Bob Sullivan, chair of Alston & Bird’s Finance Group, discusses CMBS market volatility ahead of the firm’s May 11 Finance Forum.
Why is risk retention still a hot topic for the market?
We will be discussing risk retention until the market settles. Compliance is required by December 24, 2016, but it could still be an issue after that based on how folks are implementing programs and what works or seems to work and what doesn’t. We titled the panel “What’s the Big Deal?” because many folks view this just as an additional regulatory requirement, but it is more than that and affects the way securitizations will be priced and structured, which is a big deal.
Do you see many issuers pursuing the vertical 5 percent option?
Early voting seems to favor the horizontal option, but many banks are looking hard at the vertical option for other regulatory reasons and have yet to fully weigh in on the choice. One client emphatically told me, “I am not buying a piece of a slice and having to deal with the unforeseen issues that may present.” The vertical option may also cause servicing, rating and reporting concerns.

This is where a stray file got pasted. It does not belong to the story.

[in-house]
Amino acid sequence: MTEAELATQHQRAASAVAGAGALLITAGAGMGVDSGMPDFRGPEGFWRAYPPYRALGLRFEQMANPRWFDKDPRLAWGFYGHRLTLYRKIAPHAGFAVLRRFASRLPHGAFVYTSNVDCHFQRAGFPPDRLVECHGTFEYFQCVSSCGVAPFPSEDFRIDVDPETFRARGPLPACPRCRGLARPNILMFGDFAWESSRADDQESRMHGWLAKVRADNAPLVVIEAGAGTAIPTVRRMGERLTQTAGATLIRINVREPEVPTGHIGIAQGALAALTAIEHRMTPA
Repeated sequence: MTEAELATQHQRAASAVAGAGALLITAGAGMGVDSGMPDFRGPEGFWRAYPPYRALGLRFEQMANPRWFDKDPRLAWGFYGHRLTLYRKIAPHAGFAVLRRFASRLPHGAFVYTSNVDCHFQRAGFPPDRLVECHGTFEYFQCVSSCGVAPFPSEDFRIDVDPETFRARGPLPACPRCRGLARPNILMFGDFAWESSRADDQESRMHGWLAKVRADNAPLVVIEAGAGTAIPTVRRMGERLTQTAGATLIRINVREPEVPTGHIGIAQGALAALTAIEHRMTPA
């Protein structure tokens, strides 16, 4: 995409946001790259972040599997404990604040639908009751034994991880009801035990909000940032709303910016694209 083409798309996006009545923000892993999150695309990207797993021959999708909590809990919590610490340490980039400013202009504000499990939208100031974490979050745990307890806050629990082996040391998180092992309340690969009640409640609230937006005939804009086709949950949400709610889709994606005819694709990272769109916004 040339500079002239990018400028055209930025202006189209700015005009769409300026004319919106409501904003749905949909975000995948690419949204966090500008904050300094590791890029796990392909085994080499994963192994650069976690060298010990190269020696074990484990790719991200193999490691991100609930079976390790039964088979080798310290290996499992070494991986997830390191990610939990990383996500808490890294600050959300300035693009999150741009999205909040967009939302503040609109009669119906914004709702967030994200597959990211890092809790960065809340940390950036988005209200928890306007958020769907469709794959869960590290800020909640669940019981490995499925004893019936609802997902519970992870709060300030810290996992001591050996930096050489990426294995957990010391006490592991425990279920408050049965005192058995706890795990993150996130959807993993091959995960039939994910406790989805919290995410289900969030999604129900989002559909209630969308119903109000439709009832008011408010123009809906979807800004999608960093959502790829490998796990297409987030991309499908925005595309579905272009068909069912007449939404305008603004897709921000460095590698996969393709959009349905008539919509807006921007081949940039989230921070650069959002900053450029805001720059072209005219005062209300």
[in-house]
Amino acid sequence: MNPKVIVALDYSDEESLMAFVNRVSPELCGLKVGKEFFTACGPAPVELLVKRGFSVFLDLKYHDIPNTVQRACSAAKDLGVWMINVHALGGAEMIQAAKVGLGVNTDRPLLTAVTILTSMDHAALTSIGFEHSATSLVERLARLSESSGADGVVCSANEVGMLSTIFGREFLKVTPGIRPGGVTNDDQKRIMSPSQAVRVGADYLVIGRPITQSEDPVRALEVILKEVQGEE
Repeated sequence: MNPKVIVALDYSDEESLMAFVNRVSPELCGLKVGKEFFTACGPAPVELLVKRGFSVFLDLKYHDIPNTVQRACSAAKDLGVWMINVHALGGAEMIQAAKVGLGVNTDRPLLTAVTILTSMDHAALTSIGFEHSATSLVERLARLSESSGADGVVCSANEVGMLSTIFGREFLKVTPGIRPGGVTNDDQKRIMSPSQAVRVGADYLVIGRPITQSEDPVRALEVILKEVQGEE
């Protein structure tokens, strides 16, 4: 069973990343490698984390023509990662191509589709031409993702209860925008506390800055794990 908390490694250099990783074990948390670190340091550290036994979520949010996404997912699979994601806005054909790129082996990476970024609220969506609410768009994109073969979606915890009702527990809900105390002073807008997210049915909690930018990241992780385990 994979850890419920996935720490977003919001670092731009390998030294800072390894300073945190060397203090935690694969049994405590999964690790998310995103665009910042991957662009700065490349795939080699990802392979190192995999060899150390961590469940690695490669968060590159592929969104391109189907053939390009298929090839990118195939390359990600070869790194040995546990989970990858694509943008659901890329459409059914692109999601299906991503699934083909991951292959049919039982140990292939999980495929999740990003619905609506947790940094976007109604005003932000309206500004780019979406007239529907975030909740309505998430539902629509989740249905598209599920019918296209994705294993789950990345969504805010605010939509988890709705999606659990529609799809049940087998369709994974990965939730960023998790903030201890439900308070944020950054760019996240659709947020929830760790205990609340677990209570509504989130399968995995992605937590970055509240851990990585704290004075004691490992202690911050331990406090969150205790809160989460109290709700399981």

Who wants to be a B-piece buyer anymore?
The requirement may clean out the market and present greater opportunities for some institutions. Certainly credit will be looked at much more closely, and if the hold period is not a concern, which it is for many funds and funding vehicles, the risk-retained piece may be better-looking than initially anticipated. The biggest downside to that is further liquidity loss in a market whose fundamental premise is liquidity.
What’s a sponsor to do with their liquidity if CMBS is less attractive?
Go somewhere else or find a partner and a deal that makes liquidity more attractive. Due diligence will certainly be at a premium, and we are already starting to see that.